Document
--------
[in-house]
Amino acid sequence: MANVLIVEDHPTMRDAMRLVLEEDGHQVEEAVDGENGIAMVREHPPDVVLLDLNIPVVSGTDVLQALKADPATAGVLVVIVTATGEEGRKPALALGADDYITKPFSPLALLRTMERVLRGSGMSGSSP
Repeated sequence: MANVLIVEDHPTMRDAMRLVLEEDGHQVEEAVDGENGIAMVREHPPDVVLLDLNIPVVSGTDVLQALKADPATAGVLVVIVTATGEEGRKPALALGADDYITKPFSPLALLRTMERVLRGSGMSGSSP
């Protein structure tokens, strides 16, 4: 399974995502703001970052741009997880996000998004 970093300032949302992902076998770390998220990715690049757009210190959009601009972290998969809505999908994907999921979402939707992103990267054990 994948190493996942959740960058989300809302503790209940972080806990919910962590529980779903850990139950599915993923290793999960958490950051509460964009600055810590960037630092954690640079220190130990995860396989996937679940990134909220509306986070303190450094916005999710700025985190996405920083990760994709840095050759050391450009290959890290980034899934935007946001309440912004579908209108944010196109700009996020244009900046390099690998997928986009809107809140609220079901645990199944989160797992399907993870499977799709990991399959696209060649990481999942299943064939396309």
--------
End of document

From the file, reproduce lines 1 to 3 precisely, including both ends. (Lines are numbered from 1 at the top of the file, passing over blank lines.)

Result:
[in-house]
Amino acid sequence: MANVLIVEDHPTMRDAMRLVLEEDGHQVEEAVDGENGIAMVREHPPDVVLLDLNIPVVSGTDVLQALKADPATAGVLVVIVTATGEEGRKPALALGADDYITKPFSPLALLRTMERVLRGSGMSGSSP
Repeated sequence: MANVLIVEDHPTMRDAMRLVLEEDGHQVEEAVDGENGIAMVREHPPDVVLLDLNIPVVSGTDVLQALKADPATAGVLVVIVTATGEEGRKPALALGADDYITKPFSPLALLRTMERVLRGSGMSGSSP